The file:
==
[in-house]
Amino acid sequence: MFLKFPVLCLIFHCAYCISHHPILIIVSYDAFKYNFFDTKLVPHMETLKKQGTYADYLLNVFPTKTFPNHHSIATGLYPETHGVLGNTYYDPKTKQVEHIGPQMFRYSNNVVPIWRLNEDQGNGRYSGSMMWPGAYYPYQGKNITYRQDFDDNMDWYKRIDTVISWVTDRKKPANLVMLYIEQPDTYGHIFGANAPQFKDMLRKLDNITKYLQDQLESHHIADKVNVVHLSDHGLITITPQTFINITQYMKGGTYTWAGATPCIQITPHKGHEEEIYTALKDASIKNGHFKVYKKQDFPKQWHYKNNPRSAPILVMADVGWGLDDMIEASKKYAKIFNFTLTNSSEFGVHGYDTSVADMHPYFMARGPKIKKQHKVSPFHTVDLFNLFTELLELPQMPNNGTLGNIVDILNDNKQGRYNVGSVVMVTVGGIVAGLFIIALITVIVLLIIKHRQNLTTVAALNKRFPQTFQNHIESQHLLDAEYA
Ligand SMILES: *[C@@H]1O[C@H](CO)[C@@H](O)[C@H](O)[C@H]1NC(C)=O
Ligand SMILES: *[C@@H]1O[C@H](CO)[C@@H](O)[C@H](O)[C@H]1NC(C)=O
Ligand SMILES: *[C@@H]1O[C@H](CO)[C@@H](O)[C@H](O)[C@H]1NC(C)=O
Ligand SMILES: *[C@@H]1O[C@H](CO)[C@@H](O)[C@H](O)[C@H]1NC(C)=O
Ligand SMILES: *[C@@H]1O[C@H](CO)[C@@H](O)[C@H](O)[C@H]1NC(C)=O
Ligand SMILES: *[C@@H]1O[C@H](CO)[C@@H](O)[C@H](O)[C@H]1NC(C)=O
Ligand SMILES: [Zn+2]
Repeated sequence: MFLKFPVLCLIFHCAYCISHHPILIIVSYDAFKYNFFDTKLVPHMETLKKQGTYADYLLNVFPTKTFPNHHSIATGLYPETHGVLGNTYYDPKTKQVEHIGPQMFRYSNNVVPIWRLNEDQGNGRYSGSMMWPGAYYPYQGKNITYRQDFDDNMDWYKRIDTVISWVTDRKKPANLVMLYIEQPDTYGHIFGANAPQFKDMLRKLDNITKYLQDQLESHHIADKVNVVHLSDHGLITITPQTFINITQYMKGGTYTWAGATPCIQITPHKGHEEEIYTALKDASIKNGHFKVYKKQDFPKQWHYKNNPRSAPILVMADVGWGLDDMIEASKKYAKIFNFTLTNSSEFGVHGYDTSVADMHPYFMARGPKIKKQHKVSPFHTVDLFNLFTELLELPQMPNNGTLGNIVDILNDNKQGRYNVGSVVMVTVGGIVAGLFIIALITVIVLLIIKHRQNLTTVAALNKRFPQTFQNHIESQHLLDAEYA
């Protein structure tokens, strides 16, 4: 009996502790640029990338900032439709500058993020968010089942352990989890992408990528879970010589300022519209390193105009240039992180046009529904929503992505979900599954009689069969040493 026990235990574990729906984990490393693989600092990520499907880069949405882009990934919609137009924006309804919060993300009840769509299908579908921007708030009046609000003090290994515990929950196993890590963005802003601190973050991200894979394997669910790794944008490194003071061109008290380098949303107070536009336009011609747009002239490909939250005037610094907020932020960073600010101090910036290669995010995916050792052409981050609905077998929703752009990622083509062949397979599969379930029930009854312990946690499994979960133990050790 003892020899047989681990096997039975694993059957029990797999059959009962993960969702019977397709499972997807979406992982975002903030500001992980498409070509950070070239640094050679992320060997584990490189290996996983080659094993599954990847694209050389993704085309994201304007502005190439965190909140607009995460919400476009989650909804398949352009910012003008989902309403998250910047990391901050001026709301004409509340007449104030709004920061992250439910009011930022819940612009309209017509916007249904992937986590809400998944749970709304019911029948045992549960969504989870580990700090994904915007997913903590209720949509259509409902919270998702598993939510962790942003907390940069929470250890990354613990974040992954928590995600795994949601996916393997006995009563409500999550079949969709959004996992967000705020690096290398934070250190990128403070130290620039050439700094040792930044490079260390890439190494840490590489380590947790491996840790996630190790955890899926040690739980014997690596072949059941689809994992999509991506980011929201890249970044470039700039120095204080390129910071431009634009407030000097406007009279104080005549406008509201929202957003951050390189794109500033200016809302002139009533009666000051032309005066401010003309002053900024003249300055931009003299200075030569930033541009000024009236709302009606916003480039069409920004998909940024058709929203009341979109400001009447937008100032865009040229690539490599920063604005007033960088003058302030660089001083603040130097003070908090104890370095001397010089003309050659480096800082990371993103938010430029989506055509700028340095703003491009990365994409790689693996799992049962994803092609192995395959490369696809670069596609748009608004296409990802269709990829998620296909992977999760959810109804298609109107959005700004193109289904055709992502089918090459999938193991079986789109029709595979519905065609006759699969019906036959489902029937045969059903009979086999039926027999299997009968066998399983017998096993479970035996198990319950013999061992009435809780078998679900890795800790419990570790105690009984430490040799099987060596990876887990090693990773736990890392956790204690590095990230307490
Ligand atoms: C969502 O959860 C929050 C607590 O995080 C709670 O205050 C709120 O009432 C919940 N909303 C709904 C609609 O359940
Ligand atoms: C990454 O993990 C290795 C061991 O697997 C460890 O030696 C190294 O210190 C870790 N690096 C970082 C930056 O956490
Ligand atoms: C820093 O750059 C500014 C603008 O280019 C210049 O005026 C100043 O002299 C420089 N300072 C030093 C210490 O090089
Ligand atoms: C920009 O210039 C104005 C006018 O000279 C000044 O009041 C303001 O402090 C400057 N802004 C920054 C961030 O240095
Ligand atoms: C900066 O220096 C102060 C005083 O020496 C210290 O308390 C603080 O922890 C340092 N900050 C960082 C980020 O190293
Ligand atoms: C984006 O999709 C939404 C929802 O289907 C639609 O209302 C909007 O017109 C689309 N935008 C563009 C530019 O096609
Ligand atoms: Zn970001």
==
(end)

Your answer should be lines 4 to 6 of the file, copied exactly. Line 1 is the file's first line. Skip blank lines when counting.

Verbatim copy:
Ligand SMILES: *[C@@H]1O[C@H](CO)[C@@H](O)[C@H](O)[C@H]1NC(C)=O
Ligand SMILES: *[C@@H]1O[C@H](CO)[C@@H](O)[C@H](O)[C@H]1NC(C)=O
Ligand SMILES: *[C@@H]1O[C@H](CO)[C@@H](O)[C@H](O)[C@H]1NC(C)=O